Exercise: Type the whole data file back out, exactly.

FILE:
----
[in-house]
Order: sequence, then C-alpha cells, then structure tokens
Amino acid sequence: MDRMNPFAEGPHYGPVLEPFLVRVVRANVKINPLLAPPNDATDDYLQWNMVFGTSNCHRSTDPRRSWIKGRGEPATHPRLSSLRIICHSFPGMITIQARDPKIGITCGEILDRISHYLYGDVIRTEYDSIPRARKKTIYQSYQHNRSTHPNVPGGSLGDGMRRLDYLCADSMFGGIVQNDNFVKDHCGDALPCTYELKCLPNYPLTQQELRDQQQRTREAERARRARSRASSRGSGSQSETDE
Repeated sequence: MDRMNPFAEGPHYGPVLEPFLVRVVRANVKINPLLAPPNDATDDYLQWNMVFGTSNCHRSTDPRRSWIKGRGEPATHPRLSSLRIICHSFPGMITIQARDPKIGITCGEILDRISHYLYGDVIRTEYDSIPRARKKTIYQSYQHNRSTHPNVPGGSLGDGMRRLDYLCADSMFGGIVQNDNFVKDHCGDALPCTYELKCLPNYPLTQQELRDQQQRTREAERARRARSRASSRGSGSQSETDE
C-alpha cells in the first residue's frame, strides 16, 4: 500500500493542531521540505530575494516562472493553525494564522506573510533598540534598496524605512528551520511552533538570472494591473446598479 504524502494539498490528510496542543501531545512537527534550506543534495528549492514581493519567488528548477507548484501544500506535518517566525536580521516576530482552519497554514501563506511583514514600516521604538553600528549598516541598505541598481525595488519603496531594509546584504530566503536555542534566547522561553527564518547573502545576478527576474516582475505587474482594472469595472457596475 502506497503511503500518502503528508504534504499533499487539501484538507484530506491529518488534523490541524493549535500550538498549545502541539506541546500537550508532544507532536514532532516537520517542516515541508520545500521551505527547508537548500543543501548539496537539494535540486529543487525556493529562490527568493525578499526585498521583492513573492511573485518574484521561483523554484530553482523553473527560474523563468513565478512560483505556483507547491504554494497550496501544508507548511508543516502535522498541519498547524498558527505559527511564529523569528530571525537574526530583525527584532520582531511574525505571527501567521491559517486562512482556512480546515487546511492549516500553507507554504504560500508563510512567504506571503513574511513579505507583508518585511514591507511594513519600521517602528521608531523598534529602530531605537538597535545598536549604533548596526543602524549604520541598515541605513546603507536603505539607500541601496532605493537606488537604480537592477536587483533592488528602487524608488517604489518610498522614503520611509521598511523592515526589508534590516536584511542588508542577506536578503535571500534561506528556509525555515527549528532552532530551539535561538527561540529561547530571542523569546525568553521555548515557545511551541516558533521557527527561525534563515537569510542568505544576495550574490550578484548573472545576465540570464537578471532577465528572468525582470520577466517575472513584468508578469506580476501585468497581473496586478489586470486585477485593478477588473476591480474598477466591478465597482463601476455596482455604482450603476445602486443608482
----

[in-house]
Order: sequence, then C-alpha cells, then structure tokens
Amino acid sequence: MDRMNPFAEGPHYGPVLEPFLVRVVRANVKINPLLAPPNDATDDYLQWNMVFGTSNCHRSTDPRRSWIKGRGEPATHPRLSSLRIICHSFPGMITIQARDPKIGITCGEILDRISHYLYGDVIRTEYDSIPRARKKTIYQSYQHNRSTHPNVPGGSLGDGMRRLDYLCADSMFGGIVQNDNFVKDHCGDALPCTYELKCLPNYPLTQQELRDQQQRTREAERARRARSRASSRGSGSQSETDE
Repeated sequence: MDRMNPFAEGPHYGPVLEPFLVRVVRANVKINPLLAPPNDATDDYLQWNMVFGTSNCHRSTDPRRSWIKGRGEPATHPRLSSLRIICHSFPGMITIQARDPKIGITCGEILDRISHYLYGDVIRTEYDSIPRARKKTIYQSYQHNRSTHPNVPGGSLGDGMRRLDYLCADSMFGGIVQNDNFVKDHCGDALPCTYELKCLPNYPLTQQELRDQQQRTREAERARRARSRASSRGSGSQSETDE
C-alpha cells in the first residue's frame, strides 16, 4: 500500500493542531521540505530575494516562472493553525494564522506573510533598540534598496524605512528551520511552533538570472494591473446598479 504524502494539498490528510496542543501531545512537527534550506543534495528549492514581493519567488528548477507548484501544500506535518517566525536580521516576530482552519497554514501563506511583514514600516521604538553600528549598516541598505541598481525595488519603496531594509546584504530566503536555542534566547522561553527564518547573502545576478527576474516582475505587474482594472469595472457596475 502506497503511503500518502503528508504534504499533499487539501484538507484530506491529518488534523490541524493549535500550538498549545502541539506541546500537550508532544507532536514532532516537520517542516515541508520545500521551505527547508537548500543543501548539496537539494535540486529543487525556493529562490527568493525578499526585498521583492513573492511573485518574484521561483523554484530553482523553473527560474523563468513565478512560483505556483507547491504554494497550496501544508507548511508543516502535522498541519498547524498558527505559527511564529523569528530571525537574526530583525527584532520582531511574525505571527501567521491559517486562512482556512480546515487546511492549516500553507507554504504560500508563510512567504506571503513574511513579505507583508518585511514591507511594513519600521517602528521608531523598534529602530531605537538597535545598536549604533548596526543602524549604520541598515541605513546603507536603505539607500541601496532605493537606488537604480537592477536587483533592488528602487524608488517604489518610498522614503520611509521598511523592515526589508534590516536584511542588508542577506536578503535571500534561506528556509525555515527549528532552532530551539535561538527561540529561547530571542523569546525568553521555548515557545511551541516558533521557527527561525534563515537569510542568505544576495550574490550578484548573472545576465540570464537578471532577465528572468525582470520577466517575472513584468508578469506580476501585468497581473496586478489586470486585477485593478477588473476591480474598477466591478465597482463601476455596482455604482450603476445602486443608482